On the first day of January in 1963 Wang Qi, a Chinese soldier, went on a walk that would change his life.
Stationed in a disputed border area near northern India, he got lost and strayed into Indian-controlled territory. It was a year after the two countries had fought a war and tensions were high. When Wang was picked up by the Indian Red Cross he asked to be returned to the Chinese side.
Instead he was handed over to the Indian authorities and tried for espionage. He spent six years in various jails and was then released to live in a village in central India.
The Chinese side appeared to forget about him (his army comrades still remember him and told Chinese newspapers recently they had no idea he was captured), so Wang put down roots, marrying a local woman and raising four children.
Yet all the while he was stateless – holding neither Indian or Chinese papers. Furthermore he was still regarded with suspicion by the Indian authorities wary about China and its military clout.
So it was not until 1986 that he was allowed to send a letter to his family in Shaanxi province telling them he was alive and well. But the two Asian giants – both then poor and highly bureaucratic – did nothing, so Wang remained stranded in Madhya Pradesh. Only in 2013, after many years of writing to the Chinese embassy in New Delhi, was he finally granted a Chinese passport.
One might think that was enough to get on a plane and go home. But India requires that foreigners without an Indian visa – for example, babies born to foreign parents in India – must apply for an exit permit to leave. So for the next three years Wang endeavoured to get one, promising the local authorities he had no intention of absconding and leaving his wife and children.
Finally, on February 11 he returned to China – 54 years after he accidentally left.
His parents had died but his extended family turned out to greet him with an emotional welcome. Coming so soon after Chinese New Year – a time of family reunions – the story captured the public imagination.“Wang Qi finally returns to the embrace of the Motherland after 50 years,” said a headline in the Global Times.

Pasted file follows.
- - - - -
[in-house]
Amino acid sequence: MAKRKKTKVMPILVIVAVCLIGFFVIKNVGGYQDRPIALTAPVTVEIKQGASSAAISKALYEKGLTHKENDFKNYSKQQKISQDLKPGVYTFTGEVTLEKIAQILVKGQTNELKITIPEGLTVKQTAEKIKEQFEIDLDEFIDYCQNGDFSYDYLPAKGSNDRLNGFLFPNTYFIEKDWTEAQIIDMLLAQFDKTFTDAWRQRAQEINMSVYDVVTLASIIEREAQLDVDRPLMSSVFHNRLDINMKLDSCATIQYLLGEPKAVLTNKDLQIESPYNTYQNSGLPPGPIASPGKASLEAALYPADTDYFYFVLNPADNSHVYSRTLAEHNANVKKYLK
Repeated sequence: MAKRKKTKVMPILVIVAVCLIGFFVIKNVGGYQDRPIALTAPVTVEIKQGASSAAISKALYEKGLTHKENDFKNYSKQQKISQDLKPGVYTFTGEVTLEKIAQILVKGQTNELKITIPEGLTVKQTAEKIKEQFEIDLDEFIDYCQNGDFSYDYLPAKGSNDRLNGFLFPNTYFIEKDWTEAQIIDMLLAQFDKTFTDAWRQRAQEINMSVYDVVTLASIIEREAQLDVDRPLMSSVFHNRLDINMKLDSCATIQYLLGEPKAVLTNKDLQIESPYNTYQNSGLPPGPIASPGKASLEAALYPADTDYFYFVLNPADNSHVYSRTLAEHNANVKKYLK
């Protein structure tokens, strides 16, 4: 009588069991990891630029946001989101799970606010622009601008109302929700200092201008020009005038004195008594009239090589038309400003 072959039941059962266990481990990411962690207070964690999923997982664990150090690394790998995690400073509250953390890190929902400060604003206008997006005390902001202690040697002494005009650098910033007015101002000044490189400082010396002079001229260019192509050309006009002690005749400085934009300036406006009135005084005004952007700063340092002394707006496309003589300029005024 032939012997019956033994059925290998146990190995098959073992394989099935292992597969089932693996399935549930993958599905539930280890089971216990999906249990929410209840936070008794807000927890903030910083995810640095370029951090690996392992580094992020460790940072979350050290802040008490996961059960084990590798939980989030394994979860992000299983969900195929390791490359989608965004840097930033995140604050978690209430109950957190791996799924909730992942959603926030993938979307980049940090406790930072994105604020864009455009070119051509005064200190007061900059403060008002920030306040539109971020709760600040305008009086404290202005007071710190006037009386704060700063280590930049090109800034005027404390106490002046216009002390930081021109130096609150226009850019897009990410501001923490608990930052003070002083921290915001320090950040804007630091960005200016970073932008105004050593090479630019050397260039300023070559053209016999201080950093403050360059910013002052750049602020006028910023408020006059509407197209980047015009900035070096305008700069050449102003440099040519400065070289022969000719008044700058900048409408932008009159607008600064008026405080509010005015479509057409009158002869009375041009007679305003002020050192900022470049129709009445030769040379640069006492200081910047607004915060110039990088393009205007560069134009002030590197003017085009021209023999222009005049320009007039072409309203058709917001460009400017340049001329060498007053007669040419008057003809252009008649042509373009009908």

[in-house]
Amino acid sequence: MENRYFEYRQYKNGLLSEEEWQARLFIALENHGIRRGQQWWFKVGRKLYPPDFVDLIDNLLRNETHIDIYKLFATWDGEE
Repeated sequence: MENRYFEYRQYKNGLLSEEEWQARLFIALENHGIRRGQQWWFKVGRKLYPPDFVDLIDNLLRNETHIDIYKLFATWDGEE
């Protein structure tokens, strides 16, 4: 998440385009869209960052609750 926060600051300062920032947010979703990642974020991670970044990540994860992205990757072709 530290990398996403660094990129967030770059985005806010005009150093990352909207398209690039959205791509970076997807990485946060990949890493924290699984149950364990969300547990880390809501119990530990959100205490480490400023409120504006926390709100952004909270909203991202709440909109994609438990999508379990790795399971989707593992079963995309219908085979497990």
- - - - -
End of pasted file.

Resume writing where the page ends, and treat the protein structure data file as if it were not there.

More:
Yet some queried why it had taken so long. “Why are we only hearing about Wang now. Why weren’t we trying to get him home since 1963?” asked one.
Meanwhile Wang has been having a few issues adjusting to being back in China. He has forgotten how to use chopsticks, for instance. Mind you, that didn’t stop him eating seven consecutive bowls of noodles on his return to Shaanxi – a province famed for its noodle dishes. That sounds like more than a 78 year-old should eat in one sitting. Indeed afterwards Wang was hospitalised with hypertension.
© ChinTell Ltd. All rights reserved.
Sponsored by HSBC.
The Week in China website and the weekly magazine publications are owned and maintained by ChinTell Limited, Hong Kong. Neither HSBC nor any member of the HSBC group of companies ("HSBC") endorses the contents and/or is involved in selecting, creating or editing the contents of the Week in China website or the Week in China magazine. The views expressed in these publications are solely the views of ChinTell Limited and do not necessarily reflect the views or investment ideas of HSBC. No responsibility will therefore be assumed by HSBC for the contents of these publications or for the errors or omissions therein.